April 10, Palm Sunday C (Psalm 118:1-2, 19-29; Luke 19:28-40)
High on a shelf in my office perches an icon I received as a gift. A friend purchased it in Greece and had my name inscribed on the back by the icon writer, Father Pefkis of Agion Oros, Athos. It is of the Cretan School, written in the Byzantine style. Just off-center in the foreground is Jesus on the back of a white colt. His usual robe of blue over a red tunic is here a verdant green over a burnished orange. The green is echoed in the dome of the Jerusalem temple inside the walled city, itself depicted in the style of a Byzantine church. The green and orange repeat in the garments of the crowd that follows Jesus down the mountain on one side and the one who greets him outside the city gates on the other.
The green emanates from a palm tree rising just behind the colt’s mane. In the tree is a small man reminiscent of Zacchaeus. He cuts branches with a scythe. In the foreground, children take off their cloaks and lay them on the ground before the colt’s hooves. A craggy Mount of Olives gleams in a golden hue.
The icon is full of motion, from the turning heads of those glimpsing Jesus to the cutting and falling of the palms, the slow canter of the colt, the procession of the crowd, and the haste of the children who throw their cloaks to the ground. Beholding the icon one can almost hear the cry of Psalm 118: “Blessed is the one who comes in the name of the Lord!”
When I received the icon many years ago, I had no such detailed appreciation for it. I confess to a miffed and greedy confusion. Of all the icons I might have coveted, of saints or apostles or Gospel stories, Palm Sunday? It is possible the giver saw a gap in my piety that I did not. The icon has spoken to me these many years, inviting me deeper into the Gospel story. Palm Sunday has become one of the most anticipated observances of the Christian year for me.
At the congregation I served until recently, it was celebrated with a liturgical restraint approaching embarrassment. Still, I looked forward to the opening processional around the block, which garnered the notice of the Sunday morning cyclists and joggers and sometimes the pique of the dog walkers. I enjoyed publicly proclaiming “Hosanna!” With tears swelling I would ascend the sanctuary steps, doors thrown open as we heard the mighty organ strains of “All Glory, Laud, and Honor.” By the time I reached the pulpit I was ready for the last stanza: “As you received their praises, / Receive our prayers today, / Whose justice and whose mercy / And sovereignty hold sway.”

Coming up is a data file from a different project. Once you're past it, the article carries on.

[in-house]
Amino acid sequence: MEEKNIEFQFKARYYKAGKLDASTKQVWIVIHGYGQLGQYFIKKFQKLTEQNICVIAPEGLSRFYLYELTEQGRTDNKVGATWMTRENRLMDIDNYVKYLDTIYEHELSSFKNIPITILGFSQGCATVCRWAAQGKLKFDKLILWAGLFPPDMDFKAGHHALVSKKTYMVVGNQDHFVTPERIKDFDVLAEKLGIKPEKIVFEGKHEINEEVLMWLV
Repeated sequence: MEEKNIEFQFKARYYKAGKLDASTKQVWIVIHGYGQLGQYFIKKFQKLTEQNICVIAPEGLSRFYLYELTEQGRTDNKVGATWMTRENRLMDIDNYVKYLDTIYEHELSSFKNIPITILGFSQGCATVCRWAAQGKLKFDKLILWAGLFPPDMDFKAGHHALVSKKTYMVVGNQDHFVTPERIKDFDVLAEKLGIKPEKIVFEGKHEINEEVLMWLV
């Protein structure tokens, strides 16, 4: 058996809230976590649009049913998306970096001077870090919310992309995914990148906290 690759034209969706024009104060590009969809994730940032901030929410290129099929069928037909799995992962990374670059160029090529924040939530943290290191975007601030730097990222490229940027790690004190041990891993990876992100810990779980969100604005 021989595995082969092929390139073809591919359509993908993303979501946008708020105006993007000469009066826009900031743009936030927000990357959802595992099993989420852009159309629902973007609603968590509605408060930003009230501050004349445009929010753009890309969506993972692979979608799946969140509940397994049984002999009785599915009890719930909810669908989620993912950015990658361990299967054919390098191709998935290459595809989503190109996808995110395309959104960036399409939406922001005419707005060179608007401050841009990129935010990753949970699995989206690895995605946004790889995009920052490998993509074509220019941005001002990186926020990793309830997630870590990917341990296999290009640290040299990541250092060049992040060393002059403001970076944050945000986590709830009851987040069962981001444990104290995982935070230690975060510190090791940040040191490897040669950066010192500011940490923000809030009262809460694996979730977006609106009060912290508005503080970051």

In Luke’s telling of Palm Sunday, Jesus instructs the disciples to find the colt, saying to tell anyone who asks that “the Lord needs it.” What Jesus instructs, the disciples do, so we hear the refrain “the Lord needs it” a second time. Jesus needs the colt for himself. He knows we need to praise him for our sake, not his. As Isaiah told us last week, we are a people formed for God’s praise.
The praise resounds as Jesus descends the Mount of Olives. Despite the demands of the elders at the gate, he will not order his disciples to stop. Jesus will not silence us as we call him Lord and hail him as king.
The denomination in which I was raised and now serve was a merger of Protestants whose foundational confessional statement is that we acknowledge Jesus, Son of God, and Savior, as the sole head of the church. This statement, like the Palm Sunday procession, is met with restraint approaching embarrassment in some sectors of my denomination. But even if we eschew the biblical language of lord and savior and king, we choose one. Even if we think we don’t need a savior, we seek one.
“We have no king but the emperor,” the crowd says to Pilate in John 19:15. That phrase should haunt us. It echoes forth from first-century Jerusalem to 21st-century Washington, DC. If we don’t choose to praise God, we will choose another who is terribly unworthy of our praise. To shout “Hosanna,” to declare “blessed is the one,” to proclaim “Jesus is Lord, Son of God, and Savior,” to sing to our redeemer king—this is to declare all earthly powers penultimate, empty of the power to silence our praise or steal our allegiance.
Perhaps this is what I am feeling on Palm Sunday. Singing those sweet hosannas comes as sweet relief. It is freedom from the misdirected praise I know I give my idols. The relief is in knowing that I can soon confess that idolatry on Maundy Thursday and Good Friday—and that I am yearly and always forgiven my confusion and betrayal and misplaced loyalty to a lesser king. Acclaiming that God’s justice and mercy and sovereignty hold sway builds up my belief and resolve. On Palm Sunday I know that for me there is no king but Jesus, who has already claimed me. So then I am free to proclaim with the Gospel reading, “Blessed is the king who comes in the name of the Lord!”